Every time I read the Gospels, I am struck by how Jesus seems to have found Himself in the middle of controversy wherever He went. I am also struck by how Jesus handled each controversy differently. He did not follow the example of Leo “The Lip” DeRosier, the former manager of the New York Giants and treat every person He encountered in the same manner. Although He expected everyone to play by the same rules, He shepherded people according to their specific needs. The Old Testament depicts the Good Shepherd as One who carries both a staff and a rod … View Resource

  • The Basis of a Christian Marriage Article by R.C. Sproul

    FROM TABLETALK | June 2013

    Some years ago, I attended an interesting wedding. I was especially struck by the creativity of the ceremony. The bride and the groom had brainstormed with the pastor in order to insert new and exciting elements into the service, and I enjoyed those elements. However, in the middle of the ceremony, they included portions of the traditional, classic wedding ceremony. When I began to hear the words from the traditional ceremony, my attention perked up and I was moved. I remember thinking, “There is no way to improve on this because the words are so beautiful and meaningful.” A great … View Resource

  • Strange Fire Article by R.C. Sproul

    FROM TABLETALK | May 2013

    There is an incident in the biblical record that causes abiding consternation for many of God’s people. It is the story of how two of the sons of Aaron, Nadab and Abihu, were slain suddenly by God. Now Nadab and Abihu, the sons of Aaron, each took his censer and put fire in it and laid incense on it and offered unauthorized fire before the LORD, which he had not commanded them. And fire came out from before the LORD and consumed them, and they died before the LORD. Then Moses said to Aaron, “This is what the LORD … View Resource

  • The Sons of God Article by R.C. Sproul

    FROM TABLETALK | April 2013

    In the twentieth century, the German biblical scholar Rudolf Bultmann gave a massive critique of the Scriptures, arguing that the Bible is filled with mythological references that must be removed if it is to have any significant application to our day. Bultmann’s major concern was with the New Testament narratives, particularly those that included records of miracles, which he deemed impossible. Other scholars, however, have claimed that there are mythological elements in the Old Testament as well. Exhibit A for this argument is usually a narrative that some believe parallels the ancient Greek and Roman myths about gods and goddesses … View Resource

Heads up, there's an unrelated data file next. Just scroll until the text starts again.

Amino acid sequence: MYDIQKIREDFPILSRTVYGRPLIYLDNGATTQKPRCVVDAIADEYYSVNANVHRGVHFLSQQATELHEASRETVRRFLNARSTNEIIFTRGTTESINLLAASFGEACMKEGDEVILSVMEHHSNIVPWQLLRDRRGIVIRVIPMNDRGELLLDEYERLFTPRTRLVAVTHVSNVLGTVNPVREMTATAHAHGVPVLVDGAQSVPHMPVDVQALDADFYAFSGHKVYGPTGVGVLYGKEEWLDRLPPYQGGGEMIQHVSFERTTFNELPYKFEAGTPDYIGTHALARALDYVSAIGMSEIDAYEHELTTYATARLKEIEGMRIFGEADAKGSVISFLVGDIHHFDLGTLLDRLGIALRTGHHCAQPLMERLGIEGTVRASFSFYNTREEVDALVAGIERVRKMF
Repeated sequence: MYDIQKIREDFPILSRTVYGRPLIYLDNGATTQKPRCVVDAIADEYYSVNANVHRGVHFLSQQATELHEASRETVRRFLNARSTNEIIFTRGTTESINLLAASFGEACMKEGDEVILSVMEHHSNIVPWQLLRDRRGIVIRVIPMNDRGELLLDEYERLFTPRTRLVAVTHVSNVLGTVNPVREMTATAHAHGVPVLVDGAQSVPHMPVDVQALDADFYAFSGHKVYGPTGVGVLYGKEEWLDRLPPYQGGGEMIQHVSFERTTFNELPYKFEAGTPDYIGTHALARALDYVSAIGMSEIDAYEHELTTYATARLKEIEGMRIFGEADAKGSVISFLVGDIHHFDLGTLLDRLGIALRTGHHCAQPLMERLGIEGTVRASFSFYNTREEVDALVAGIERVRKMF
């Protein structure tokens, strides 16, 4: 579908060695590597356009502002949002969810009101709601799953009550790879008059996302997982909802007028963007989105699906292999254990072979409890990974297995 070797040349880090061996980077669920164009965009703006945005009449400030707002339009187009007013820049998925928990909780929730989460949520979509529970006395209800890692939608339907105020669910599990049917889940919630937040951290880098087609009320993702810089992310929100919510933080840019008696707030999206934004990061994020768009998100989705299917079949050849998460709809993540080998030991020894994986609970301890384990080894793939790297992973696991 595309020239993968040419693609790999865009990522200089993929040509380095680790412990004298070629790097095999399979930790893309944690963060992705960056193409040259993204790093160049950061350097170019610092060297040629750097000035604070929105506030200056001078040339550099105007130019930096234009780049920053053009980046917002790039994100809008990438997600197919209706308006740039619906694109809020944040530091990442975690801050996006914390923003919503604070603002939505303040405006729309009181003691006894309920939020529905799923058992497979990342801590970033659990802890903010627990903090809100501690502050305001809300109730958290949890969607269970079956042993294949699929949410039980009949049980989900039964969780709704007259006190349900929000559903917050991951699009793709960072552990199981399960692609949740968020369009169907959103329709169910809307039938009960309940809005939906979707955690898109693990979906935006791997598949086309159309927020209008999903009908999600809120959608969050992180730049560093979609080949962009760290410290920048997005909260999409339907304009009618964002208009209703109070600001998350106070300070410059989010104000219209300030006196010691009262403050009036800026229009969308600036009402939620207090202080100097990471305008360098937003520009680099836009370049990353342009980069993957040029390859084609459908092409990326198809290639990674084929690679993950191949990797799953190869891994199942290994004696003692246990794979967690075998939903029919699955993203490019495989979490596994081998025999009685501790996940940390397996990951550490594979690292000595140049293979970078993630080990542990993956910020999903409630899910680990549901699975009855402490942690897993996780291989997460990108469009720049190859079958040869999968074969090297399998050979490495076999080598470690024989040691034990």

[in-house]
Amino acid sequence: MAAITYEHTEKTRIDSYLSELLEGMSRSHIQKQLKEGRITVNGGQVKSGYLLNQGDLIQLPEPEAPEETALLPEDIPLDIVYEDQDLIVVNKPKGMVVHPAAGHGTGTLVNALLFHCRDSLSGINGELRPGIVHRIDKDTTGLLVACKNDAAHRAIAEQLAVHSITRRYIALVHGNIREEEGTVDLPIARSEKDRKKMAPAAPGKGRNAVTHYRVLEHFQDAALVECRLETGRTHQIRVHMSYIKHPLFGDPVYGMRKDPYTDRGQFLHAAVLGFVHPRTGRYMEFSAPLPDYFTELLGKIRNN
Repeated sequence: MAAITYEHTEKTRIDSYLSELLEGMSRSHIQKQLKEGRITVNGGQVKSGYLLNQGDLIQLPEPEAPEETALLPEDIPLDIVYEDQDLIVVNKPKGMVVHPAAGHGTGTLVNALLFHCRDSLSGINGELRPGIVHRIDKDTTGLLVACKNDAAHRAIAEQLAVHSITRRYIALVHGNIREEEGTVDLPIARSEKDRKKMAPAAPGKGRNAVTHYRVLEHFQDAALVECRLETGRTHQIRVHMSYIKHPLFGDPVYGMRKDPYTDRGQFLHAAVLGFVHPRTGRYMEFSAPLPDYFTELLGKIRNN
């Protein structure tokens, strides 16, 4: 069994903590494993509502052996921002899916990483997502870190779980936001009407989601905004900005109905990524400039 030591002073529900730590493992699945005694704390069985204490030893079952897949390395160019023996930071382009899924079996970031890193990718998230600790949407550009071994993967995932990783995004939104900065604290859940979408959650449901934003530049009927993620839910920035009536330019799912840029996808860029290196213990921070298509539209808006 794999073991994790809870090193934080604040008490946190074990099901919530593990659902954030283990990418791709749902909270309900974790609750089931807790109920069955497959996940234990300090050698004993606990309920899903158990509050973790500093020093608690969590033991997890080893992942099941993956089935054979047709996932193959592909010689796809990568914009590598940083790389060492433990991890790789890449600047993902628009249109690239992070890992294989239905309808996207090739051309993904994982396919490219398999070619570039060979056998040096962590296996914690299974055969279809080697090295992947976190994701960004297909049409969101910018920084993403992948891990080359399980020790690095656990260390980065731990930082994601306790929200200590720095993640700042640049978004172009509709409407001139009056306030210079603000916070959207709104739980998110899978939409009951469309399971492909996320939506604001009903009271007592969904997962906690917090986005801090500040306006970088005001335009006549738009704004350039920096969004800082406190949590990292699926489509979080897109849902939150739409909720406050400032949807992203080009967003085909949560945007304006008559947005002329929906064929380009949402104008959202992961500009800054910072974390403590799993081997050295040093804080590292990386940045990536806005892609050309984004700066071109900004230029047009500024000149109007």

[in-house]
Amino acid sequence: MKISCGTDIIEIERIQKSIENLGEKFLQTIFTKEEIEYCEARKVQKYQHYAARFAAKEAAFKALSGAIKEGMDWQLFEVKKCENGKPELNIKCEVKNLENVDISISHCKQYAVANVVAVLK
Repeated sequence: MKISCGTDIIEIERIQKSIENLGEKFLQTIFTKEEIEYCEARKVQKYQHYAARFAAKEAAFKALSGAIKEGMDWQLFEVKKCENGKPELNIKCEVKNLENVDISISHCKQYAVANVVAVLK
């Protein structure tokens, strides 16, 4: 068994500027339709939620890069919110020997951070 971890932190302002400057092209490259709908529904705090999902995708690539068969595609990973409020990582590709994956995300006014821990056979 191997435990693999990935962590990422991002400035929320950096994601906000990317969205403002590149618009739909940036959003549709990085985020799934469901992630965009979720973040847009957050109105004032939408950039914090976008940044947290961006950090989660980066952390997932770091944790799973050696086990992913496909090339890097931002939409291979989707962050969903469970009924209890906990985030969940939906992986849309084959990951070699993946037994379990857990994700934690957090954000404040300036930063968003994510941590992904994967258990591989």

• The Voice of the Church Article by R.C. Sproul

    FROM TABLETALK | April 2013

    When Planned Parenthood adopted a strategy to win the debate on abortion and establish the legal right for women to have abortions on demand, it asked a strategic question: “From where will our strongest opposition come?” The organization anticipated that opposition would come most fiercely from the Roman Catholic Church. In order to offset the impact of the Roman community, Planned Parenthood adopted a strategy to encourage Protestant churches to support a woman’s right to abortion on demand. It encouraged the use of the mantras “A woman’s right to choose” and “A woman’s right over her own … View Resource

  • Jesus Christ, Anointed One Article by R.C. Sproul

    FROM TABLETALK | March 2013

    Throughout the New Testament, we encounter many titles for Jesus of Nazareth—“Son of God,” “Son of Man,” “Lord,” and others. However, the title that is given to Jesus most often in the New Testament is one that is familiar to us, but one that we do not understand well. It is the title “Christ.” Why do I say that we do not understand this title well? I say it because “Christ” is used so often in conjunction with “Jesus” that we tend to think of it as His last name. However, “Christ” is not a secondary name for Jesus … View Resource

  • Suffering and the Glory of God Article by R.C. Sproul

    FROM TABLETALK | February 2013

    I once visited with a woman who was dying from uterine cancer. She was greatly distressed, but not only from her physical ailment. She explained to me that she had had an abortion when she was a young woman, and she was convinced that her disease was a direct consequence of that. In short, she believed cancer was the judgment of God on her. The usual pastoral response to such an agonizing question from someone in the throes of death is to say the affliction is not a judgment of God for sin. But I had to be honest, so … View Resource

  • A Charitable Reaction Article by R.C. Sproul

    FROM TABLETALK | January 2013

    Has anyone ever said something unkind to you or about you? I think we all have had that experience. Becoming victims of slander or malicious gossip can be difficult to bear. However, God calls us to exhibit a very specific kind of response in such circumstances. Years ago, I received a letter from a friend who is a pastor at a church in California. In it, the pastor included a copy of an article that had appeared in the Los Angeles Times. Although the article included a photo of him standing in his church and holding his Bible, it was … View Resource